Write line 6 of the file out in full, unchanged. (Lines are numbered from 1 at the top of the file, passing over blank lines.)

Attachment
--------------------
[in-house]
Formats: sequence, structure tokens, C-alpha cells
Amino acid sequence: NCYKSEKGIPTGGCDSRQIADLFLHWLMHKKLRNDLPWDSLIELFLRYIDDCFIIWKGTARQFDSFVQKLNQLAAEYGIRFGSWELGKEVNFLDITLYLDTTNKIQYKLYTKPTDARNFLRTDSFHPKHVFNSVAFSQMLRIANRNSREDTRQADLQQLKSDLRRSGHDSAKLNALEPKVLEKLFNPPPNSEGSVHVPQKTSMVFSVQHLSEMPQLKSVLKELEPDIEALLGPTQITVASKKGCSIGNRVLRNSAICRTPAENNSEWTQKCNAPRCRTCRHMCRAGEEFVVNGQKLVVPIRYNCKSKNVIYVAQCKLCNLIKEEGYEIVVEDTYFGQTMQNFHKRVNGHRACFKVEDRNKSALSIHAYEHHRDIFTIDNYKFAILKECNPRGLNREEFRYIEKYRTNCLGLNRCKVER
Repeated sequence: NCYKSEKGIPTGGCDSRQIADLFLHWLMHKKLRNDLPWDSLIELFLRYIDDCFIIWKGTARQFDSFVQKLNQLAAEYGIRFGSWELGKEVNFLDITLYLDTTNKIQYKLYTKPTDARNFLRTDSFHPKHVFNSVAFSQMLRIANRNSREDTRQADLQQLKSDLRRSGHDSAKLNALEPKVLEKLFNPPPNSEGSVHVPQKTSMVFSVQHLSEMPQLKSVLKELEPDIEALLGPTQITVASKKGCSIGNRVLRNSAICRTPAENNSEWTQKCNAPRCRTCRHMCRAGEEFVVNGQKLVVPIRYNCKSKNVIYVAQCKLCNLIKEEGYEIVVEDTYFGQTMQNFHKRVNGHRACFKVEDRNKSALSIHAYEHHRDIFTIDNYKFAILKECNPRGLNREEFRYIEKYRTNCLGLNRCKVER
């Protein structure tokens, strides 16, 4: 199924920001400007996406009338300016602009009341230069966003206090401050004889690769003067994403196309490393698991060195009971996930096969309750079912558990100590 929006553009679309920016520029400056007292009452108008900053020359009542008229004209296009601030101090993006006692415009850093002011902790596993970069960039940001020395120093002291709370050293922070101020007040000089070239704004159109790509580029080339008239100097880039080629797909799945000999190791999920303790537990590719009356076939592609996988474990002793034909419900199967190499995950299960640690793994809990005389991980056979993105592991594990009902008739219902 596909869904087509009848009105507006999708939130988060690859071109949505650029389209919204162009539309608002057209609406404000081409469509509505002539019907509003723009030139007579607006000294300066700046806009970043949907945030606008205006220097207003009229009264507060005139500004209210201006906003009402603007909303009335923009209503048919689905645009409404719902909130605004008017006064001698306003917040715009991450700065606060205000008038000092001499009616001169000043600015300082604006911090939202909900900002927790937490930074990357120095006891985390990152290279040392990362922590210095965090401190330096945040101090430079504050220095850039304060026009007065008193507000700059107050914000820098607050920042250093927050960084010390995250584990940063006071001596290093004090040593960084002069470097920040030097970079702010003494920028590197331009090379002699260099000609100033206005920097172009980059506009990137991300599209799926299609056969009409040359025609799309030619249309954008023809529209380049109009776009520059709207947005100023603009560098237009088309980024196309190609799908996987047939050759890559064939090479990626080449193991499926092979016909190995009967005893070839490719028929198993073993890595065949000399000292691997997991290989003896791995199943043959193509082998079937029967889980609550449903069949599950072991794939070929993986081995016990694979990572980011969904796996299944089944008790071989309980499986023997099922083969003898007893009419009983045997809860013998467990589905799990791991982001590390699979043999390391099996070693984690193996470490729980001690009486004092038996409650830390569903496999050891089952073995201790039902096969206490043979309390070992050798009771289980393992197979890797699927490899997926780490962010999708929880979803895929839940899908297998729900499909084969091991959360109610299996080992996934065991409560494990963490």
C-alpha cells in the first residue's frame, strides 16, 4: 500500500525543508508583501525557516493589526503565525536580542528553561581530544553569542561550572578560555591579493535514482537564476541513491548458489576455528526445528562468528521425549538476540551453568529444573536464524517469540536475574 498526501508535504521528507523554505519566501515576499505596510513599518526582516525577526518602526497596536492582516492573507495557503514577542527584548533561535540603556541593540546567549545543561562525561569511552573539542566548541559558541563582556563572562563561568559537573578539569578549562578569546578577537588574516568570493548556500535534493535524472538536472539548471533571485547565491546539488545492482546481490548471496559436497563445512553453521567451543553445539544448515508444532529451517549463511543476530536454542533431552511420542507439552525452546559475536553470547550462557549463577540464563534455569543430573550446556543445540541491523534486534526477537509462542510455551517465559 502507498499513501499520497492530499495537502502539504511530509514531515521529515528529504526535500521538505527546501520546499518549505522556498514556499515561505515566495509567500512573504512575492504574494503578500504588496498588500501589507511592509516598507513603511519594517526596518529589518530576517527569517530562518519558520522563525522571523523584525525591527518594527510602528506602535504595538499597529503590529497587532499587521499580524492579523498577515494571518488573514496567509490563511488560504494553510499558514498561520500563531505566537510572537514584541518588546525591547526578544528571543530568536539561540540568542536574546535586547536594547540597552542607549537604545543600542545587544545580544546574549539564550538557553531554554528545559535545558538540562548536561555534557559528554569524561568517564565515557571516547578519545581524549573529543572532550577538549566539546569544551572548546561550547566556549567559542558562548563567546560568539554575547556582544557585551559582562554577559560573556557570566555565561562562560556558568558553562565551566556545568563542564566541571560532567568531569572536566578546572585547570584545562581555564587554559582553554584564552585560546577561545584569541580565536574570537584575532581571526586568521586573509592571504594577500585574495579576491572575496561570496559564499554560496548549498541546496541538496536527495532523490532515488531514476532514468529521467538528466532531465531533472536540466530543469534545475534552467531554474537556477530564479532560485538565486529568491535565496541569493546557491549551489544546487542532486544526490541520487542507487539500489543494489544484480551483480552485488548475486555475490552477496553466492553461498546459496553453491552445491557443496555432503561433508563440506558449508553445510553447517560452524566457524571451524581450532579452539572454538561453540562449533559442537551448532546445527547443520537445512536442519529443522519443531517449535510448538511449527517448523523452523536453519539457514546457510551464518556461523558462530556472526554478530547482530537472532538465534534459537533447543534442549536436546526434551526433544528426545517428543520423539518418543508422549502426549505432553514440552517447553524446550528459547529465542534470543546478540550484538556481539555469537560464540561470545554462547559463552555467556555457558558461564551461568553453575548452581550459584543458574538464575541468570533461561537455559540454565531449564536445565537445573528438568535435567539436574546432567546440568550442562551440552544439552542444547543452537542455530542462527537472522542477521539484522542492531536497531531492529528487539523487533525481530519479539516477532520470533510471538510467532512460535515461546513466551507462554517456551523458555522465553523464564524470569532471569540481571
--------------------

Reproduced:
C-alpha cells in the first residue's frame, strides 16, 4: 500500500525543508508583501525557516493589526503565525536580542528553561581530544553569542561550572578560555591579493535514482537564476541513491548458489576455528526445528562468528521425549538476540551453568529444573536464524517469540536475574 498526501508535504521528507523554505519566501515576499505596510513599518526582516525577526518602526497596536492582516492573507495557503514577542527584548533561535540603556541593540546567549545543561562525561569511552573539542566548541559558541563582556563572562563561568559537573578539569578549562578569546578577537588574516568570493548556500535534493535524472538536472539548471533571485547565491546539488545492482546481490548471496559436497563445512553453521567451543553445539544448515508444532529451517549463511543476530536454542533431552511420542507439552525452546559475536553470547550462557549463577540464563534455569543430573550446556543445540541491523534486534526477537509462542510455551517465559 502507498499513501499520497492530499495537502502539504511530509514531515521529515528529504526535500521538505527546501520546499518549505522556498514556499515561505515566495509567500512573504512575492504574494503578500504588496498588500501589507511592509516598507513603511519594517526596518529589518530576517527569517530562518519558520522563525522571523523584525525591527518594527510602528506602535504595538499597529503590529497587532499587521499580524492579523498577515494571518488573514496567509490563511488560504494553510499558514498561520500563531505566537510572537514584541518588546525591547526578544528571543530568536539561540540568542536574546535586547536594547540597552542607549537604545543600542545587544545580544546574549539564550538557553531554554528545559535545558538540562548536561555534557559528554569524561568517564565515557571516547578519545581524549573529543572532550577538549566539546569544551572548546561550547566556549567559542558562548563567546560568539554575547556582544557585551559582562554577559560573556557570566555565561562562560556558568558553562565551566556545568563542564566541571560532567568531569572536566578546572585547570584545562581555564587554559582553554584564552585560546577561545584569541580565536574570537584575532581571526586568521586573509592571504594577500585574495579576491572575496561570496559564499554560496548549498541546496541538496536527495532523490532515488531514476532514468529521467538528466532531465531533472536540466530543469534545475534552467531554474537556477530564479532560485538565486529568491535565496541569493546557491549551489544546487542532486544526490541520487542507487539500489543494489544484480551483480552485488548475486555475490552477496553466492553461498546459496553453491552445491557443496555432503561433508563440506558449508553445510553447517560452524566457524571451524581450532579452539572454538561453540562449533559442537551448532546445527547443520537445512536442519529443522519443531517449535510448538511449527517448523523452523536453519539457514546457510551464518556461523558462530556472526554478530547482530537472532538465534534459537533447543534442549536436546526434551526433544528426545517428543520423539518418543508422549502426549505432553514440552517447553524446550528459547529465542534470543546478540550484538556481539555469537560464540561470545554462547559463552555467556555457558558461564551461568553453575548452581550459584543458574538464575541468570533461561537455559540454565531449564536445565537445573528438568535435567539436574546432567546440568550442562551440552544439552542444547543452537542455530542462527537472522542477521539484522542492531536497531531492529528487539523487533525481530519479539516477532520470533510471538510467532512460535515461546513466551507462554517456551523458555522465553523464564524470569532471569540481571